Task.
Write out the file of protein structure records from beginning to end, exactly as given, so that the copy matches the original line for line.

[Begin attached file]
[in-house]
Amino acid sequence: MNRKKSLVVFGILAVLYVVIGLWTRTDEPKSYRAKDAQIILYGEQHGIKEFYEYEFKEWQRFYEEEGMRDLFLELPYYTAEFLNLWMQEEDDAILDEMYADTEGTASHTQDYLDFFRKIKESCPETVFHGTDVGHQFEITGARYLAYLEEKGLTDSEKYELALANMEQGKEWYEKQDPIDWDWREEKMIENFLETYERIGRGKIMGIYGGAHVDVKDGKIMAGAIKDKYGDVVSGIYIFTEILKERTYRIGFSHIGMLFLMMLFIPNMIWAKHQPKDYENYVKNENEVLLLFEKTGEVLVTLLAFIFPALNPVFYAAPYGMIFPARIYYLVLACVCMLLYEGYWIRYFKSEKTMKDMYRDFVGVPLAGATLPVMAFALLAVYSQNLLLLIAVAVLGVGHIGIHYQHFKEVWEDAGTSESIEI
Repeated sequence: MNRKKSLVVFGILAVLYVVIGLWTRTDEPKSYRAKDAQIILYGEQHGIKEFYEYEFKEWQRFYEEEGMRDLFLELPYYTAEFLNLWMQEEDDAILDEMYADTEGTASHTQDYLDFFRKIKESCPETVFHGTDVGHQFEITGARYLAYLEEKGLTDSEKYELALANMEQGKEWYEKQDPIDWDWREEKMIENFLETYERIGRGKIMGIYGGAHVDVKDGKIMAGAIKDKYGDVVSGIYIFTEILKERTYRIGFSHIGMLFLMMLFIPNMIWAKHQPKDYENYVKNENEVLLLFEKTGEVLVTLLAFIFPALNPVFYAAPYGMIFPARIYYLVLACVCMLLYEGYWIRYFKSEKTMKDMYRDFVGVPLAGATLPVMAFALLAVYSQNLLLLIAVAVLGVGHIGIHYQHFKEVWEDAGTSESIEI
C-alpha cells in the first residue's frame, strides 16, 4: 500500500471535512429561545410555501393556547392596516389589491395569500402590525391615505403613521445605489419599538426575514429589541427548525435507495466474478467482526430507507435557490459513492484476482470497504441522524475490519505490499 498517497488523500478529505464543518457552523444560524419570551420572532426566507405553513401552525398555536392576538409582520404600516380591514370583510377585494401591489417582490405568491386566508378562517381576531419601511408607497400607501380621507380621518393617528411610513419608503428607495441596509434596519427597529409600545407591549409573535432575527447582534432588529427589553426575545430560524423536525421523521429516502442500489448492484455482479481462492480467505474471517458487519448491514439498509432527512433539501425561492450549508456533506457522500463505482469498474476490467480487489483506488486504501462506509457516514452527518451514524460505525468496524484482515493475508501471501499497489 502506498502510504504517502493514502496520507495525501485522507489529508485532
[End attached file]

[in-house]
Amino acid sequence: MNRKKSLVVFGILAVLYVVIGLWTRTDEPKSYRAKDAQIILYGEQHGIKEFYEYEFKEWQRFYEEEGMRDLFLELPYYTAEFLNLWMQEEDDAILDEMYADTEGTASHTQDYLDFFRKIKESCPETVFHGTDVGHQFEITGARYLAYLEEKGLTDSEKYELALANMEQGKEWYEKQDPIDWDWREEKMIENFLETYERIGRGKIMGIYGGAHVDVKDGKIMAGAIKDKYGDVVSGIYIFTEILKERTYRIGFSHIGMLFLMMLFIPNMIWAKHQPKDYENYVKNENEVLLLFEKTGEVLVTLLAFIFPALNPVFYAAPYGMIFPARIYYLVLACVCMLLYEGYWIRYFKSEKTMKDMYRDFVGVPLAGATLPVMAFALLAVYSQNLLLLIAVAVLGVGHIGIHYQHFKEVWEDAGTSESIEI
Repeated sequence: MNRKKSLVVFGILAVLYVVIGLWTRTDEPKSYRAKDAQIILYGEQHGIKEFYEYEFKEWQRFYEEEGMRDLFLELPYYTAEFLNLWMQEEDDAILDEMYADTEGTASHTQDYLDFFRKIKESCPETVFHGTDVGHQFEITGARYLAYLEEKGLTDSEKYELALANMEQGKEWYEKQDPIDWDWREEKMIENFLETYERIGRGKIMGIYGGAHVDVKDGKIMAGAIKDKYGDVVSGIYIFTEILKERTYRIGFSHIGMLFLMMLFIPNMIWAKHQPKDYENYVKNENEVLLLFEKTGEVLVTLLAFIFPALNPVFYAAPYGMIFPARIYYLVLACVCMLLYEGYWIRYFKSEKTMKDMYRDFVGVPLAGATLPVMAFALLAVYSQNLLLLIAVAVLGVGHIGIHYQHFKEVWEDAGTSESIEI
C-alpha cells in the first residue's frame, strides 16, 4: 500500500471535512429561545410555501393556547392596516389589491395569500402590525391615505403613521445605489419599538426575514429589541427548525435507495466474478467482526430507507435557490459513492484476482470497504441522524475490519505490499 498517497488523500478529505464543518457552523444560524419570551420572532426566507405553513401552525398555536392576538409582520404600516380591514370583510377585494401591489417582490405568491386566508378562517381576531419601511408607497400607501380621507380621518393617528411610513419608503428607495441596509434596519427597529409600545407591549409573535432575527447582534432588529427589553426575545430560524423536525421523521429516502442500489448492484455482479481462492480467505474471517458487519448491514439498509432527512433539501425561492450549508456533506457522500463505482469498474476490467480487489483506488486504501462506509457516514452527518451514524460505525468496524484482515493475508501471501499497489 502506498502510504504517502493514502496520507495525501485522507489529508485532